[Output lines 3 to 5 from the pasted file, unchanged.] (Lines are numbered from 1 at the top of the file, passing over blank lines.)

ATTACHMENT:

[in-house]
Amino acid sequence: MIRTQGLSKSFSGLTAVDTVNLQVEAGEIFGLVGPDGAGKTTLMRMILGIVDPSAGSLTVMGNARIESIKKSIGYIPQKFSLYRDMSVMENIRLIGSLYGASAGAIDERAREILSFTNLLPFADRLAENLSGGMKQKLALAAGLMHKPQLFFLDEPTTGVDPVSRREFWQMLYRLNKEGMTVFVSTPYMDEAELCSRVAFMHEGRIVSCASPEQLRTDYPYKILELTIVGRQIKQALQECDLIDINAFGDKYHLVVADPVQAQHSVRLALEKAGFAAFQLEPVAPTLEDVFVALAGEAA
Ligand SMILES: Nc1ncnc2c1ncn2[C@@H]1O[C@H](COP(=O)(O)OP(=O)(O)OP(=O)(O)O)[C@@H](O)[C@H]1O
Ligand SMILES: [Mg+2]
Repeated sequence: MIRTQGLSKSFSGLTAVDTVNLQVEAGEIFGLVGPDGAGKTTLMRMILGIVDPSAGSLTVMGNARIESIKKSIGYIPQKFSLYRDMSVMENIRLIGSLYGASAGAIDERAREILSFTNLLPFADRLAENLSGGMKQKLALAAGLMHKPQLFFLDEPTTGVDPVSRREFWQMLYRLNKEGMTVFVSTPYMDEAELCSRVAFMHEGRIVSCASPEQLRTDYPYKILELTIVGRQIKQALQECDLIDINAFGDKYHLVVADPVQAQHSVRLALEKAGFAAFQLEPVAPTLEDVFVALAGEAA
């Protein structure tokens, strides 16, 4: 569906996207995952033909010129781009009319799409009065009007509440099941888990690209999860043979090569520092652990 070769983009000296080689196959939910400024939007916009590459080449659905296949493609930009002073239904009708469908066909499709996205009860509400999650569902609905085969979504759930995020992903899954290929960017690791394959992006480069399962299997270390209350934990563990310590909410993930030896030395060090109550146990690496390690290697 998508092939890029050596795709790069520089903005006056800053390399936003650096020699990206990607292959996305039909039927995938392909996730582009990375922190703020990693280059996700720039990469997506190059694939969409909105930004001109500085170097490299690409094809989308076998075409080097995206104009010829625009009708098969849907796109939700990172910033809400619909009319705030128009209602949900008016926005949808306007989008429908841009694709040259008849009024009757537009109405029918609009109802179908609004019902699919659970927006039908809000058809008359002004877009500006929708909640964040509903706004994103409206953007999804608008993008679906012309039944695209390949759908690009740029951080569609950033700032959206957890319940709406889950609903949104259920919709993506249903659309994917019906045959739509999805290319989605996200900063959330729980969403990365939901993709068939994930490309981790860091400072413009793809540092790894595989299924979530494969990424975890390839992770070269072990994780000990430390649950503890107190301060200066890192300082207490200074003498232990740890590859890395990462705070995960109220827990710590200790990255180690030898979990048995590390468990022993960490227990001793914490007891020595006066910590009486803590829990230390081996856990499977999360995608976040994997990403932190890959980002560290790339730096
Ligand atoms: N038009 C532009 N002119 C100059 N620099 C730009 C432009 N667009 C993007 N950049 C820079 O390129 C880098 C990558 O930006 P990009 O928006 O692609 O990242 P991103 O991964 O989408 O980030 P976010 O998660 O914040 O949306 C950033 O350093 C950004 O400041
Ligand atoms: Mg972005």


Ligand SMILES: Nc1ncnc2c1ncn2[C@@H]1O[C@H](COP(=O)(O)OP(=O)(O)OP(=O)(O)O)[C@@H](O)[C@H]1O
Ligand SMILES: [Mg+2]
Repeated sequence: MIRTQGLSKSFSGLTAVDTVNLQVEAGEIFGLVGPDGAGKTTLMRMILGIVDPSAGSLTVMGNARIESIKKSIGYIPQKFSLYRDMSVMENIRLIGSLYGASAGAIDERAREILSFTNLLPFADRLAENLSGGMKQKLALAAGLMHKPQLFFLDEPTTGVDPVSRREFWQMLYRLNKEGMTVFVSTPYMDEAELCSRVAFMHEGRIVSCASPEQLRTDYPYKILELTIVGRQIKQALQECDLIDINAFGDKYHLVVADPVQAQHSVRLALEKAGFAAFQLEPVAPTLEDVFVALAGEAA